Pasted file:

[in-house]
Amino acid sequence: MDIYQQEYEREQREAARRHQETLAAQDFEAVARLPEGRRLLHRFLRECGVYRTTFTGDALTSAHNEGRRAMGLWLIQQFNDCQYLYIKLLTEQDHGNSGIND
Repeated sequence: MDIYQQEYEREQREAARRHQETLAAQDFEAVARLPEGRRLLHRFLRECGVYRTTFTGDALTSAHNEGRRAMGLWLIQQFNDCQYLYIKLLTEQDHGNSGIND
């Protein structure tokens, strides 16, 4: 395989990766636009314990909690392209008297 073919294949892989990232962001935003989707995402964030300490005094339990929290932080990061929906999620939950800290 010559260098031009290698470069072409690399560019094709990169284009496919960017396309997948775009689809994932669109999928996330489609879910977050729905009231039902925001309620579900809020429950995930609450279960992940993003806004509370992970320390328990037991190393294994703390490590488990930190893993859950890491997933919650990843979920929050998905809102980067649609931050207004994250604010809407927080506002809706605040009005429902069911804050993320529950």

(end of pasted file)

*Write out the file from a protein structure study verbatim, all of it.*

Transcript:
[in-house]
Amino acid sequence: MDIYQQEYEREQREAARRHQETLAAQDFEAVARLPEGRRLLHRFLRECGVYRTTFTGDALTSAHNEGRRAMGLWLIQQFNDCQYLYIKLLTEQDHGNSGIND
Repeated sequence: MDIYQQEYEREQREAARRHQETLAAQDFEAVARLPEGRRLLHRFLRECGVYRTTFTGDALTSAHNEGRRAMGLWLIQQFNDCQYLYIKLLTEQDHGNSGIND
């Protein structure tokens, strides 16, 4: 395989990766636009314990909690392209008297 073919294949892989990232962001935003989707995402964030300490005094339990929290932080990061929906999620939950800290 010559260098031009290698470069072409690399560019094709990169284009496919960017396309997948775009689809994932669109999928996330489609879910977050729905009231039902925001309620579900809020429950995930609450279960992940993003806004509370992970320390328990037991190393294994703390490590488990930190893993859950890491997933919650990843979920929050998905809102980067649609931050207004994250604010809407927080506002809706605040009005429902069911804050993320529950």